Anyone will tell you that relationships can be hard, and that it takes two to make things work.
It’s a lesson which applies as much to the relationships between universities and colleges, as it does anywhere else.
There is magic to be made, but we need to work harder at it.
That’s the fundamental finding of a joint report, Going Further and Higher, published today by the Independent Commission on the College of the Future and Sheffield Hallam University, on behalf of the Civic University Network. Colleges and universities have fundamentally shared missions – supporting people, place, employers and the wider economy, but the relationships between them are too often undervalued and under-invested. And because collaboration is hard work, all too often, short term institutional interests drive competition to the loss of opportunities.
The report aims to understand why that’s the case, to suggest ways to overcome the barriers, and to build a much more joined-up system. Looking across the four nations, the report finds that there is much in common, and much to learn from what already exists.
Challenges and opportunities
Unequal investment, separate policies and a lack of clarity on the respective roles of universities and colleges has led to years of unnecessary tension and competition. Some may argue that this doesn’t matter, that institutional agendas come first, and that many colleges and universities will continue to thrive in a competitive world. That may be true, but as the challenges facing our countries and our communities grow, we question whether such an approach will genuinely meet future needs.
If things don’t change, institutions will continue to follow the money and fight for the same prospective students, rather than meeting the needs of a wider group of people and employers. Employers won’t be clear about who to trust for their skills and workforce needs, resulting in them struggling to develop a pipeline of the confident and skilled people they need. And delivering on local and regional priorities simply will not happen to its full potential, with local leaders and stakeholders having to navigate tensions and competing priorities.
This matters not just because it is inefficient and unwieldy, but because it will hamper colleges and universities from delivering their missions in light of the significant challenges ahead. Climate change, the pandemic, demographic shifts all require new solutions which colleges and universities must work on together. People and communities will miss out and employers will not get the support and skilled workforces they need to thrive.
The UK Government’s newly published Levelling Up White Paper rightly identifies increasing skills as one of its twelve missions – but it is clear that colleges and universities will be vital in delivering on many of the other missions. What is also clear is that true levelling up requires concerted effort across the post-18 education and skills landscape and that colleges and universities as anchor institutions have a key leadership role to play in that.
Taking a place-based approach
Our report looks at what underpins effective collaboration – a genuinely place-based approach with ambition, vision and commitment from leaders, moving beyond individual and transactional relationships, to a holistic offer for learners, employers and communities. But what else?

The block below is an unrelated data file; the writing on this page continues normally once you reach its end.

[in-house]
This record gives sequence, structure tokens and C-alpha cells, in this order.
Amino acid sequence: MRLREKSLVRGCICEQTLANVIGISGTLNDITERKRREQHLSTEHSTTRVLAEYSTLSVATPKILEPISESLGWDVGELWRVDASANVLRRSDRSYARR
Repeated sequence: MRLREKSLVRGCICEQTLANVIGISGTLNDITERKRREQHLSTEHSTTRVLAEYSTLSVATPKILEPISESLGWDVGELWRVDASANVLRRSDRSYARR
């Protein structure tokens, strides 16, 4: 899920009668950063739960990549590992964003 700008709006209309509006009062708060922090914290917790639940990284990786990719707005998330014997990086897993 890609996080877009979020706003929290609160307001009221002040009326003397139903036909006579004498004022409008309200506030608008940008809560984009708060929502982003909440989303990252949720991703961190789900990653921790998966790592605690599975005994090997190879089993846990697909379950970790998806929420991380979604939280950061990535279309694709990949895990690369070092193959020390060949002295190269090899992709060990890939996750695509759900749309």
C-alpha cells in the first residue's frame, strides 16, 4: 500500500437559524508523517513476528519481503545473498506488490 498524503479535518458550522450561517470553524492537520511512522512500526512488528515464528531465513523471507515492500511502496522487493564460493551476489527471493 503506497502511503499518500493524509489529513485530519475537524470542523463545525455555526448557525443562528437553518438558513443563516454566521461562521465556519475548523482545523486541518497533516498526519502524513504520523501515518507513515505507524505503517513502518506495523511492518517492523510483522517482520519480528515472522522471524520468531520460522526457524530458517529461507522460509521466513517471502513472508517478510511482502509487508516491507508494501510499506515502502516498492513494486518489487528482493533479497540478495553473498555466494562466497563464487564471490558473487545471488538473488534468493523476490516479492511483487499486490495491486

Geography is important, and leaders must decide on the broad economic geography that is appropriate for them – accepting that this is an imperfect science. Sector leaders can, over time, build and broaden the scope of joint work – starting from a place of strength. This could include pathways and progression, employer engagement, SME innovation and advice, workforce development, careers information, advice and guidance, regional development, and civic partnerships. And college and university leaders must seek ways to embed these relationships across their institutions – structurally and culturally – so that they are sustainable and valued at all levels.
There is much that can be done at an institutional level, but the policy environment also matters. There are emerging models from which we can learn and build – articulation agreements in Scotland, Curriculum Hubs in Northern Ireland, the emerging CTER reforms in Wales and Institutes of Technology in England.
But there’s also much further to go. Policy and funding frameworks can either ease or complicate local ways of working. The report makes the case for connected and integrated systems of “tertiary education and skills” across all post-16 providers and highlights how important policy levers are across funding, student finance, accountabilities, and strategies.
A call to arms
Education undoubtedly has the power to be transformative: for individuals, for businesses, for places and for society as a whole, but collaboratively that power is far greater. We need a fundamental shift, so that collaboration on the tertiary agenda is no longer seen as an optional extra, or necessary when times are tough but rather as a fundamental element of the day job for college and university leaders across the four nations.
There are lots of barriers to good collaboration – so it is difficult. It can be easy to simply spend leadership efforts on other compelling priorities. But healthy, long-term relationships between colleges and universities are not a cost to incur. Rather, they are an investment with enormous returns – for both institutions, their stakeholders and most importantly for achieving their missions for students, communities and employers. This vision for collaboration needs commitment, investment and a shared set of goals. It needs hard graft and time. We hope that this report explains why that effort is worth it and leads to more collaborations which deliver better opportunities and outcomes for many years to come.